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Creative Names for Book Groups, and Who They Might Attract

   August 28th, 2013 Brian Herzog

For as long as I've been a librarian, I've heard librarians talking about how to attracted more 20-40 year olds to the library. One method I've heard repeatedly (often from 20-40 year old librarians) was that we need to do outreach to where those patrons are: bars and other fun places.

I know libraries have set up help desk tables on college campuses, public parks, and even in bars, and also use pubs and coffee shops as a meeting spot for book groups. Recently, I heard about a new book group from the library in Haverhill, MA, that is taking this same tack - here's the groups logo:

get lit logo

Get Lit is a social book club designed for twenty and thirty something readers in the greater Haverhill area. We will be meeting monthly to talk books, socialize, eat, drink, and whatever else might come up. Second Thursday of the month, The Barking Dog Ale House in Haverhill.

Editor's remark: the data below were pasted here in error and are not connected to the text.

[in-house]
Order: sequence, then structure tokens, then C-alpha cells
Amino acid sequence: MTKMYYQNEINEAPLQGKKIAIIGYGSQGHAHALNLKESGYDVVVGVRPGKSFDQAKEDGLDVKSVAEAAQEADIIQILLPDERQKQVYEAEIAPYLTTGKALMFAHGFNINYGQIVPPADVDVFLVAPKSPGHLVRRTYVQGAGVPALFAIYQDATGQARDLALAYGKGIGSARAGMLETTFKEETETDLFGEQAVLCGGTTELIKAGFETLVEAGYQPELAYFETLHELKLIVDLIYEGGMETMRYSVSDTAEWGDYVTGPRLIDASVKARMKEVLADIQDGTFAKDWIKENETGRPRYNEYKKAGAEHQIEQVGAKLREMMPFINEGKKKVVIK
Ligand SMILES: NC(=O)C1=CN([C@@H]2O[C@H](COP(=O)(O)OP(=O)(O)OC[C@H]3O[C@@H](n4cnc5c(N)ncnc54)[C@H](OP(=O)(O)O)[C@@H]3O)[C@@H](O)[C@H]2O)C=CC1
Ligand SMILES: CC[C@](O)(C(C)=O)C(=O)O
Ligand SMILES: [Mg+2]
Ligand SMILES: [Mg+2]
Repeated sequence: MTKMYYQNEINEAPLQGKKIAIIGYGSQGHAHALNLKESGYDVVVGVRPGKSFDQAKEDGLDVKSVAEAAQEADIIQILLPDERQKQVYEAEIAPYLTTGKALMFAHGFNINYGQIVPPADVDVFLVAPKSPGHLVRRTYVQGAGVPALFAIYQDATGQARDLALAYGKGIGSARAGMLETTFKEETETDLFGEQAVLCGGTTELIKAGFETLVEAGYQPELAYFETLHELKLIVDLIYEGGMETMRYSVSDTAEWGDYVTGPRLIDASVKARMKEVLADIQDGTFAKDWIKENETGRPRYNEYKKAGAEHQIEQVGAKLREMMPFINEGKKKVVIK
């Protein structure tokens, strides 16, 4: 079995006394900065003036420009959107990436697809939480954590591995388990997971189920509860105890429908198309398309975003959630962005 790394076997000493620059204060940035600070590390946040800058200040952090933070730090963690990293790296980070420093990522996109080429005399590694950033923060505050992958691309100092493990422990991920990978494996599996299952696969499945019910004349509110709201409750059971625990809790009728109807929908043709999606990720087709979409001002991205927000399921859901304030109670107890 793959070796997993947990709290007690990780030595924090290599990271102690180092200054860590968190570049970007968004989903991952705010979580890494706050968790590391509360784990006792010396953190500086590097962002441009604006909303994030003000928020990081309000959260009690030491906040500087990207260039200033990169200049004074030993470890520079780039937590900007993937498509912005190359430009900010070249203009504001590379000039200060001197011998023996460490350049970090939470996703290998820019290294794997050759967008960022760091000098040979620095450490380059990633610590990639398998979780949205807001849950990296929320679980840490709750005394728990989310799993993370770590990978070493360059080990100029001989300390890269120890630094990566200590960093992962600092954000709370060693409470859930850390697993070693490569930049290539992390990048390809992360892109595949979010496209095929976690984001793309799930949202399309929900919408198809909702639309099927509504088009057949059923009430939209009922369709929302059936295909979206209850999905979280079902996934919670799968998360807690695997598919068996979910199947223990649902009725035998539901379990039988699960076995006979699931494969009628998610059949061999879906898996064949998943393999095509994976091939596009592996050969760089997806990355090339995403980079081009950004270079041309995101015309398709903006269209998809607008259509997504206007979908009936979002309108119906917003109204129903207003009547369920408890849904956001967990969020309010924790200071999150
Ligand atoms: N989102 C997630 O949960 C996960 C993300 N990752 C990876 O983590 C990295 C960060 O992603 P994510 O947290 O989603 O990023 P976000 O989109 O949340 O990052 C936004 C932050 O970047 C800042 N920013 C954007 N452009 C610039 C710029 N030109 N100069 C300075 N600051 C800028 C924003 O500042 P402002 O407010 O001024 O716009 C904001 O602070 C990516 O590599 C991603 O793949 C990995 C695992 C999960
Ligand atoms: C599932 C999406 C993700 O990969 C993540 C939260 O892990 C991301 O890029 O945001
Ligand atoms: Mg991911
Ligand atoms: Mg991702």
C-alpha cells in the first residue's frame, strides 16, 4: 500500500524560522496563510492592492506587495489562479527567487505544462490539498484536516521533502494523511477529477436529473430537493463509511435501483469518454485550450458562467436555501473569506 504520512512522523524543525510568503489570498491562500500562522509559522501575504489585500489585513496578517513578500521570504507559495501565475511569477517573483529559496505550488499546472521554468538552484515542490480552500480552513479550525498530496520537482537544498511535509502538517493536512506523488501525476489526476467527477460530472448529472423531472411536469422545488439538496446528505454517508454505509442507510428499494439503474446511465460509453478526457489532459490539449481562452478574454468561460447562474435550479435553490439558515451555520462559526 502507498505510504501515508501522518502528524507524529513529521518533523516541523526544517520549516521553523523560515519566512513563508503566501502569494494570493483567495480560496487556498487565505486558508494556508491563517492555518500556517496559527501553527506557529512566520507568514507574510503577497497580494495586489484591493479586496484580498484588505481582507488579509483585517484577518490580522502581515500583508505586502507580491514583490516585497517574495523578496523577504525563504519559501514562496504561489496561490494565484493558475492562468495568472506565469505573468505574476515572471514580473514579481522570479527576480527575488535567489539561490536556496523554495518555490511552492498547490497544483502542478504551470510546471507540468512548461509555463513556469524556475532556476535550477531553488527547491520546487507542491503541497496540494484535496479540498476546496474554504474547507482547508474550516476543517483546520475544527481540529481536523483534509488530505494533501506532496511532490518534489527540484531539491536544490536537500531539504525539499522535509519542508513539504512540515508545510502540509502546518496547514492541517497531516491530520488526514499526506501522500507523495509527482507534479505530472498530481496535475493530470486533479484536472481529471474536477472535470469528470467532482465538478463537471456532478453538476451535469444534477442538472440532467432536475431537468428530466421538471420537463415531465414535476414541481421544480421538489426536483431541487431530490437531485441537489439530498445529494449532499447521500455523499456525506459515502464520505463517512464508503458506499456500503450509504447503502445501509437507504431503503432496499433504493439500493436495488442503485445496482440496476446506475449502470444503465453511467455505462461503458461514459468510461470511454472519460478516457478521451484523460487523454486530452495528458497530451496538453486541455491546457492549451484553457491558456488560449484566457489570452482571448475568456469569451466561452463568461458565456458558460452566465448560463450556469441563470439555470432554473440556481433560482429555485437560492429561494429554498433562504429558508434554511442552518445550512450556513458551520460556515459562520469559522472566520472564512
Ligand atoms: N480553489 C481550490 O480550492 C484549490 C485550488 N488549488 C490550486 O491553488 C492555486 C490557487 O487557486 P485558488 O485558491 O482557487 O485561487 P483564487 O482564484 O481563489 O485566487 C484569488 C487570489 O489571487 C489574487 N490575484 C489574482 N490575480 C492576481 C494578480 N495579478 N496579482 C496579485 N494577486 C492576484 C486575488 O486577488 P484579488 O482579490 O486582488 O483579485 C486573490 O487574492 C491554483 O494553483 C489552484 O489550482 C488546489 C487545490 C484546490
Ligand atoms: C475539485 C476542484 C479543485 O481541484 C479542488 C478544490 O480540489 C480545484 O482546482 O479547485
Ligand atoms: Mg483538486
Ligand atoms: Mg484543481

I don't drink and I find bars almost unbearable, but I think this is fantastic and I hope it's successful.

Apart from people looking for free wifi, it seems to me that library patrons tends to skew to the extremes, with libraries looking either like day care centers or senior centers. Which is fine, but I also like the idea of reaching out to the patrons in the middle.

My library occasionally brainstorms to come up with program ideas that would attract the "mid-life" patrons, and some work and some don't. The "Get Lit" book group seems to walk a fine line between being clever and devolving into a frat party. However, I still think it's funny, and it's a book group I'd go to. Good job, Haverhill Public Library.



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